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Kara Swift
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LOCAL AUTHORITY: R (MM) v Lewisham London Borough Council [2009] EWHC 416 (Admin)

Date:6 MAR 2009

(Queen's Bench Division (Administrative Court); Sir George Newman (sitting as deputy judge); 6 March 2009)

A woman's refuge sought to refer a vulnerable 17 year old as a possible child in need. The young person had fled from domestic violence and had been in the adult refuge for 4 months; the refuge was hoping to move her to a hostel within a few days. The local authority dealt with the referral summarily and without making a proper enquiry. The local authority concentrated on those facts that might relieve it of responsibility for the young person, rather than considering the issues to which the facts gave rise; in particular there was no inquiry into the young person's alleged vulnerability. In fact the young person did not move to a hostel as she was anxious not to make an interim move; instead she made a homelessness application. In response to the threat of legal action the local authority undertook a more formal assessment of the young person, but that assessment also rejected the young person as a child in need, on the basis that she was 'safe' in the refuge and could wait until the housing authority responded to her application, even though, some months after receiving the application, the housing authority had not only failed to make a decision, but had also failed even to acknowledge the application. The local authority did not consider the young person's difficult background, her early involvement with mental health services, the breakdown of her relationship with the mother, or her experience of violence. It was noted in the assessment that in any event the core assessment would not be completed before the young person turned 18 and became ineligible for child services. At no stage had anyone from either social services or housing determined how suitable the accommodation available in the refuge was for the young person.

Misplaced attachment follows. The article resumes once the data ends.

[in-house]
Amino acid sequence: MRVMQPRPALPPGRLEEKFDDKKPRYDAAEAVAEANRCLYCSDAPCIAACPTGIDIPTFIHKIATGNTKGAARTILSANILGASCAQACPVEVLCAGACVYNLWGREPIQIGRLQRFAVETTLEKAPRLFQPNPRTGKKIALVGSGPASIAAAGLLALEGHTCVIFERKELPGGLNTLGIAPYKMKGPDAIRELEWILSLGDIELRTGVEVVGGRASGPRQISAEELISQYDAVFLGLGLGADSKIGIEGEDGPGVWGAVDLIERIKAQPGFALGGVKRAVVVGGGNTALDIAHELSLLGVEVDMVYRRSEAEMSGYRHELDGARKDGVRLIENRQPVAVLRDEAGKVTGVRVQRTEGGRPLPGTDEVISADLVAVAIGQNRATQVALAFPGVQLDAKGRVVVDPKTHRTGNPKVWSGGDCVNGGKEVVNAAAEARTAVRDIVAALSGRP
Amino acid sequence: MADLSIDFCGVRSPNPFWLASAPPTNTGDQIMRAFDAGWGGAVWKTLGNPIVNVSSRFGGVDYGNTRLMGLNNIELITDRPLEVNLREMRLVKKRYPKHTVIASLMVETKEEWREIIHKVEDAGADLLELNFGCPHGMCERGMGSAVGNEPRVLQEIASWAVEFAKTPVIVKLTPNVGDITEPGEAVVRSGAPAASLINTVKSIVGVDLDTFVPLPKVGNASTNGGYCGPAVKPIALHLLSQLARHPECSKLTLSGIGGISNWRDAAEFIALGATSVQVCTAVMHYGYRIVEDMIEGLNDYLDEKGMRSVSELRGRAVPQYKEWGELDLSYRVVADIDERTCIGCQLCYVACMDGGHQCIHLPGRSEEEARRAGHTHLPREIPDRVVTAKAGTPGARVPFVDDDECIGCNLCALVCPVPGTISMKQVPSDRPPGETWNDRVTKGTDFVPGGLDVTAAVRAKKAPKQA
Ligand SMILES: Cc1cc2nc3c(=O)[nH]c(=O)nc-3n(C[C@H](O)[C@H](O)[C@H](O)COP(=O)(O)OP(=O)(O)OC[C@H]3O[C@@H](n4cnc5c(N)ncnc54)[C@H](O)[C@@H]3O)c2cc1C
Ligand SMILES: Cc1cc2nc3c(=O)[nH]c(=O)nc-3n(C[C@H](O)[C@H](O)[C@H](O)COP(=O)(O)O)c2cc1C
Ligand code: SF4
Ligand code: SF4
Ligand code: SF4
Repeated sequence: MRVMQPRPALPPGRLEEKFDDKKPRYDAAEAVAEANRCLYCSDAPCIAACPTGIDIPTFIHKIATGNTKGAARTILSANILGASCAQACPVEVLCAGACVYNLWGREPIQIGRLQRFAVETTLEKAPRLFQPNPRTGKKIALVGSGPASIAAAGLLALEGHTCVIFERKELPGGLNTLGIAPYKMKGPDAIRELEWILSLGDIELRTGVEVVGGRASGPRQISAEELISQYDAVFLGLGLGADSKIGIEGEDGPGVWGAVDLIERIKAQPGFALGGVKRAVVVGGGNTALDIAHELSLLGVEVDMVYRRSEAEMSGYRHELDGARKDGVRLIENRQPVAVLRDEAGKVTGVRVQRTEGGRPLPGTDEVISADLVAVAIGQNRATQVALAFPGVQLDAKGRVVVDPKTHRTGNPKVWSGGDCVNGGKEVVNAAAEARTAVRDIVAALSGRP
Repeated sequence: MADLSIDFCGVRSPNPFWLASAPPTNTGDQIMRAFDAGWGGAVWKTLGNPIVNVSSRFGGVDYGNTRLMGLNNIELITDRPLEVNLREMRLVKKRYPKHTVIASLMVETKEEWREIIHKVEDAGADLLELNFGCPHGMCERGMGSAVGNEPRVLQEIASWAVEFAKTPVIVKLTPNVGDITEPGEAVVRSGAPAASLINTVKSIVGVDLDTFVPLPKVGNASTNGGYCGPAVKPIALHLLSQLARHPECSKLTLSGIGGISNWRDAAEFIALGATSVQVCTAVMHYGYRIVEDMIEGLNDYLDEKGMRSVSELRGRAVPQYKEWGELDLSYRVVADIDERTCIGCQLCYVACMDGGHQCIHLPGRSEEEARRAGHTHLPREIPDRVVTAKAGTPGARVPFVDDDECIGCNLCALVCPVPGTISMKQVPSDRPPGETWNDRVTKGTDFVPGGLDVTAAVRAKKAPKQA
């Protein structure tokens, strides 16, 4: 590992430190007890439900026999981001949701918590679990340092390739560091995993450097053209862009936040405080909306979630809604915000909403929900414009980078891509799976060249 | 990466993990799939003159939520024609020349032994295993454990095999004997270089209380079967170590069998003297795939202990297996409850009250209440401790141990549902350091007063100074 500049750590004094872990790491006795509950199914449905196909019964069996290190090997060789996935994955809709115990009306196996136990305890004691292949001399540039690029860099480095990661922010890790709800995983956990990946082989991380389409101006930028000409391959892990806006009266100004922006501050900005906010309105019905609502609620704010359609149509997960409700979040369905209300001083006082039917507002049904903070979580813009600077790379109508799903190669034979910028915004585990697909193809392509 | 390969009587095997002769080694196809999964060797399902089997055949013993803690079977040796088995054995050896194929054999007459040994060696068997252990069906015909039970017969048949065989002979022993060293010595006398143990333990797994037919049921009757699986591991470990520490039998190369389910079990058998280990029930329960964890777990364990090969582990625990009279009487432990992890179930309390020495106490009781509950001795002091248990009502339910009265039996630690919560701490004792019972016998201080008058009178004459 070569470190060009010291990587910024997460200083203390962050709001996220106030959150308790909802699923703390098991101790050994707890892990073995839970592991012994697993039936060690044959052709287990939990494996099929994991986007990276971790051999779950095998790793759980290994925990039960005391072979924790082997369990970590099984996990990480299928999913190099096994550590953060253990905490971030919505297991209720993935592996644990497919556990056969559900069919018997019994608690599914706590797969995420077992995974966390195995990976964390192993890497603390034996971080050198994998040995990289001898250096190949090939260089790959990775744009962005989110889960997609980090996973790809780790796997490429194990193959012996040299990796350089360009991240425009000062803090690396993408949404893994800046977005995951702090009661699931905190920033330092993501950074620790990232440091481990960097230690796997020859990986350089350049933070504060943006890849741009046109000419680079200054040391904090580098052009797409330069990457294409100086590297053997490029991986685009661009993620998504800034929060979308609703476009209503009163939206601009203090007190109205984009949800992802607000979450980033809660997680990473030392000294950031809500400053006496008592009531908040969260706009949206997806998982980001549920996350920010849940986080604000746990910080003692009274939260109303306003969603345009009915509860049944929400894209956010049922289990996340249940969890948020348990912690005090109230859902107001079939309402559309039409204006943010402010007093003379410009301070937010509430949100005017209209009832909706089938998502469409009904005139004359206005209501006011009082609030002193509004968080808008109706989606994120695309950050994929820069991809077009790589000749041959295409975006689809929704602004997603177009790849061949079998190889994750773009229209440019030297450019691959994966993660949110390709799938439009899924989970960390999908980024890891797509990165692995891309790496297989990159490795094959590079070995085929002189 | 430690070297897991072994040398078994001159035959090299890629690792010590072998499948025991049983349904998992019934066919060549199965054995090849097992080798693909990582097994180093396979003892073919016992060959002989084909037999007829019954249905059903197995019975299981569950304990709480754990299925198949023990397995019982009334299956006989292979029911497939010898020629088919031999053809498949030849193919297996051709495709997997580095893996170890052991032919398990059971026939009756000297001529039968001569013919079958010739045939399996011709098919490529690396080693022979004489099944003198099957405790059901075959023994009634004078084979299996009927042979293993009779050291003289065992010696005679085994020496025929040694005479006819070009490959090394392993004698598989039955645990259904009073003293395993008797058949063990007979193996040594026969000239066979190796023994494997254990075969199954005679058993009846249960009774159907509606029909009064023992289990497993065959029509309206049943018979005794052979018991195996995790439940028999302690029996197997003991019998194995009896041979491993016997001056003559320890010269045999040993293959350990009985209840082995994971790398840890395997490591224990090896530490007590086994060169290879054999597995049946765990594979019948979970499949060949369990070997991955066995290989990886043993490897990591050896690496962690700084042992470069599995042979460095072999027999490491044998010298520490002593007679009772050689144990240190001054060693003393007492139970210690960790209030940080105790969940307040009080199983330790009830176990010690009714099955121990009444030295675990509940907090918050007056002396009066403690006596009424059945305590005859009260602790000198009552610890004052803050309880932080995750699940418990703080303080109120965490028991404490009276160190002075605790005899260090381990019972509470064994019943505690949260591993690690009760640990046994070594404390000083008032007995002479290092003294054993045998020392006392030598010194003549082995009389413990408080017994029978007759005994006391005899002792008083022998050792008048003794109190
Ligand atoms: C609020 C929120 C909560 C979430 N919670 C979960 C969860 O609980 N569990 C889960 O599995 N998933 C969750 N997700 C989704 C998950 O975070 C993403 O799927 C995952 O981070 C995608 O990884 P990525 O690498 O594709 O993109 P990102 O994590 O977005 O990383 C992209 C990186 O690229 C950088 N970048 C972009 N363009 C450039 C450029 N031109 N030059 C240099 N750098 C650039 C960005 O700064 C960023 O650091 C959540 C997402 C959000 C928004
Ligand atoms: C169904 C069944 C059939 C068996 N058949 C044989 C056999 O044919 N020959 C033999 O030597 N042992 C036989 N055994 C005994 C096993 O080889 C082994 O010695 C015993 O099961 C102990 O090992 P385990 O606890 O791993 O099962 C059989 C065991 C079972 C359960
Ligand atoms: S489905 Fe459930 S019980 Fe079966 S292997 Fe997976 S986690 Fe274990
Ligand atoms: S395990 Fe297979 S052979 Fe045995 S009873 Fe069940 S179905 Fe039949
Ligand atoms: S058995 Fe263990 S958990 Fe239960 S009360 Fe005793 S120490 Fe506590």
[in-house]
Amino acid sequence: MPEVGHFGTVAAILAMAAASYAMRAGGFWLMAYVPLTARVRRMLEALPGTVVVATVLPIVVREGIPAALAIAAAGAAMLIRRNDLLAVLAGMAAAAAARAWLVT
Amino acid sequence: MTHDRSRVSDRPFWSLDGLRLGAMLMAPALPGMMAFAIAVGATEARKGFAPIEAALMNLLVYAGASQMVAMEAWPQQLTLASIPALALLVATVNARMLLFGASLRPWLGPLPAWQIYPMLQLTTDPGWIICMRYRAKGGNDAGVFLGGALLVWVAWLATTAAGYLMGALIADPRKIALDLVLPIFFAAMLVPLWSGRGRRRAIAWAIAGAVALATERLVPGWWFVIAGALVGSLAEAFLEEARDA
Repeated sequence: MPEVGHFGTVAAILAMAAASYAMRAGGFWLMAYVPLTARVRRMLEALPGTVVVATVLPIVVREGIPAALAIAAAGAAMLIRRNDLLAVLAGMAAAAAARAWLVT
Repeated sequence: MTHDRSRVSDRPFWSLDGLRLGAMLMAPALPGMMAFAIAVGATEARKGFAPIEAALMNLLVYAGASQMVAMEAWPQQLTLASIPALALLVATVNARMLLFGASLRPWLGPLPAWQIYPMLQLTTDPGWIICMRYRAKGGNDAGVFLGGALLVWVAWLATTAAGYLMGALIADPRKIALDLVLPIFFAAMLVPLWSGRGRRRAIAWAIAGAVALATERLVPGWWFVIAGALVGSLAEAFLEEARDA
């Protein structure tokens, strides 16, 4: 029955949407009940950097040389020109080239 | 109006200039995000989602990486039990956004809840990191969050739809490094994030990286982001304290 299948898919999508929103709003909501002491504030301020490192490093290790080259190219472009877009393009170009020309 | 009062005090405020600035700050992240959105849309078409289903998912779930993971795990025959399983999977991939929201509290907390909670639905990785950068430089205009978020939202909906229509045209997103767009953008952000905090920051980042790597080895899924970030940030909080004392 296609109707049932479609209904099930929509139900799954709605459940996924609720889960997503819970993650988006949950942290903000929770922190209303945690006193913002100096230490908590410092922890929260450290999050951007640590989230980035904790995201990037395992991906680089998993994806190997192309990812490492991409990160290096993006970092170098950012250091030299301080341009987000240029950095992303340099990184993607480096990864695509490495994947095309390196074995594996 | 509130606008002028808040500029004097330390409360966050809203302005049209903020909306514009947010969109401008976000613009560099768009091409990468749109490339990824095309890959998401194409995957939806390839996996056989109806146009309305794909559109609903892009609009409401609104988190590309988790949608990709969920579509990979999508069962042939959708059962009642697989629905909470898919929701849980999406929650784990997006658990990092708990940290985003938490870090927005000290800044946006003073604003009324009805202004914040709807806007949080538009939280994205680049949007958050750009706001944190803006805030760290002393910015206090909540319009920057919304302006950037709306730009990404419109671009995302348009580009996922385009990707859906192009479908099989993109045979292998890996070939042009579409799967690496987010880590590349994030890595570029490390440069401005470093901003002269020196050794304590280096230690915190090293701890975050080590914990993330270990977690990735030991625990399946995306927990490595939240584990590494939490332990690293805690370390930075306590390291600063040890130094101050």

The local authority must take action to ensure that: child in need assessments were not carried out in a summary manner; housing did not simply fail to respond to applications in respect of children; steps were taken to ensure that the imminence of a child attaining 18 was not a basis for failing to take action; and there was due and proper contact between the housing authority and social services.